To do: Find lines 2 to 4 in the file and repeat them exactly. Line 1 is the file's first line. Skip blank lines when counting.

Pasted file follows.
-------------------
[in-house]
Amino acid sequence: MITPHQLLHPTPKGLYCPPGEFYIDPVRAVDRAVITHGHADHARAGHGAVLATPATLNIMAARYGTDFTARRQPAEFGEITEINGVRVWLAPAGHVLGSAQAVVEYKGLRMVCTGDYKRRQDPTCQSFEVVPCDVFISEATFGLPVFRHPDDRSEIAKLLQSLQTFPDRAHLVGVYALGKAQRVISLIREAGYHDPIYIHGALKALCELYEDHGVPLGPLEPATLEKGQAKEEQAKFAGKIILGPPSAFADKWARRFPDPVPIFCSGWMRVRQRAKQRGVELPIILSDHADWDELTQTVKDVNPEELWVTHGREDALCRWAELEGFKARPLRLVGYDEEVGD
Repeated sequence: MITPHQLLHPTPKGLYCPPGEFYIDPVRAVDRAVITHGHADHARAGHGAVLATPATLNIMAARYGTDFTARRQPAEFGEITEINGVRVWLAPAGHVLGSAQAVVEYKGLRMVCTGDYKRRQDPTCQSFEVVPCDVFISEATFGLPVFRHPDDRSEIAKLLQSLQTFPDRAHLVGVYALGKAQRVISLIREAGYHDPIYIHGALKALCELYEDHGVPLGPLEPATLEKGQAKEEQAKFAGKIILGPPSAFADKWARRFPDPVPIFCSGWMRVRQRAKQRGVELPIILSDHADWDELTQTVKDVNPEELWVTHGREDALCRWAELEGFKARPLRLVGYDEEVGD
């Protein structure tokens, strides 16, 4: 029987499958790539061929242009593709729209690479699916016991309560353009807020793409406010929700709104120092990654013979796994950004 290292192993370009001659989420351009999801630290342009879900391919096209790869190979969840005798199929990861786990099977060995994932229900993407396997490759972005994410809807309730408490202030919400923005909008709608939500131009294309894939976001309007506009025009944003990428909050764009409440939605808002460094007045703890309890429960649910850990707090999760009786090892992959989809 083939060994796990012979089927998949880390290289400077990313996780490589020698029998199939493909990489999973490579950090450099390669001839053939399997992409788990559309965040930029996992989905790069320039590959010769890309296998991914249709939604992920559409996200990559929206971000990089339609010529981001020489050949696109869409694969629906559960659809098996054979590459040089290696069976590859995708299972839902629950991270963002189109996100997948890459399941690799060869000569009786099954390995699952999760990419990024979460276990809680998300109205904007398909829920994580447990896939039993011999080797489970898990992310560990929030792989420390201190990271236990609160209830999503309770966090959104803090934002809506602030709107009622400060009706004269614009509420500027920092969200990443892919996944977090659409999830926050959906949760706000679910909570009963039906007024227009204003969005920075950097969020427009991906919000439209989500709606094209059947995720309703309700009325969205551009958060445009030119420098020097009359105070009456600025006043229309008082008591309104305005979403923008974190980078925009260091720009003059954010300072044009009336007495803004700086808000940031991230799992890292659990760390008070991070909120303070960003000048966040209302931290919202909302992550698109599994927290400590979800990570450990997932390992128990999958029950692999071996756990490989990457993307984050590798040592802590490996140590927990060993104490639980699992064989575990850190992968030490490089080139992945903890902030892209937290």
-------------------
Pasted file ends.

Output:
Amino acid sequence: MITPHQLLHPTPKGLYCPPGEFYIDPVRAVDRAVITHGHADHARAGHGAVLATPATLNIMAARYGTDFTARRQPAEFGEITEINGVRVWLAPAGHVLGSAQAVVEYKGLRMVCTGDYKRRQDPTCQSFEVVPCDVFISEATFGLPVFRHPDDRSEIAKLLQSLQTFPDRAHLVGVYALGKAQRVISLIREAGYHDPIYIHGALKALCELYEDHGVPLGPLEPATLEKGQAKEEQAKFAGKIILGPPSAFADKWARRFPDPVPIFCSGWMRVRQRAKQRGVELPIILSDHADWDELTQTVKDVNPEELWVTHGREDALCRWAELEGFKARPLRLVGYDEEVGD
Repeated sequence: MITPHQLLHPTPKGLYCPPGEFYIDPVRAVDRAVITHGHADHARAGHGAVLATPATLNIMAARYGTDFTARRQPAEFGEITEINGVRVWLAPAGHVLGSAQAVVEYKGLRMVCTGDYKRRQDPTCQSFEVVPCDVFISEATFGLPVFRHPDDRSEIAKLLQSLQTFPDRAHLVGVYALGKAQRVISLIREAGYHDPIYIHGALKALCELYEDHGVPLGPLEPATLEKGQAKEEQAKFAGKIILGPPSAFADKWARRFPDPVPIFCSGWMRVRQRAKQRGVELPIILSDHADWDELTQTVKDVNPEELWVTHGREDALCRWAELEGFKARPLRLVGYDEEVGD
């Protein structure tokens, strides 16, 4: 029987499958790539061929242009593709729209690479699916016991309560353009807020793409406010929700709104120092990654013979796994950004 290292192993370009001659989420351009999801630290342009879900391919096209790869190979969840005798199929990861786990099977060995994932229900993407396997490759972005994410809807309730408490202030919400923005909008709608939500131009294309894939976001309007506009025009944003990428909050764009409440939605808002460094007045703890309890429960649910850990707090999760009786090892992959989809 083939060994796990012979089927998949880390290289400077990313996780490589020698029998199939493909990489999973490579950090450099390669001839053939399997992409788990559309965040930029996992989905790069320039590959010769890309296998991914249709939604992920559409996200990559929206971000990089339609010529981001020489050949696109869409694969629906559960659809098996054979590459040089290696069976590859995708299972839902629950991270963002189109996100997948890459399941690799060869000569009786099954390995699952999760990419990024979460276990809680998300109205904007398909829920994580447990896939039993011999080797489970898990992310560990929030792989420390201190990271236990609160209830999503309770966090959104803090934002809506602030709107009622400060009706004269614009509420500027920092969200990443892919996944977090659409999830926050959906949760706000679910909570009963039906007024227009204003969005920075950097969020427009991906919000439209989500709606094209059947995720309703309700009325969205551009958060445009030119420098020097009359105070009456600025006043229309008082008591309104305005979403923008974190980078925009260091720009003059954010300072044009009336007495803004700086808000940031991230799992890292659990760390008070991070909120303070960003000048966040209302931290919202909302992550698109599994927290400590979800990570450990997932390992128990999958029950692999071996756990490989990457993307984050590798040592802590490996140590927990060993104490639980699992064989575990850190992968030490490089080139992945903890902030892209937290």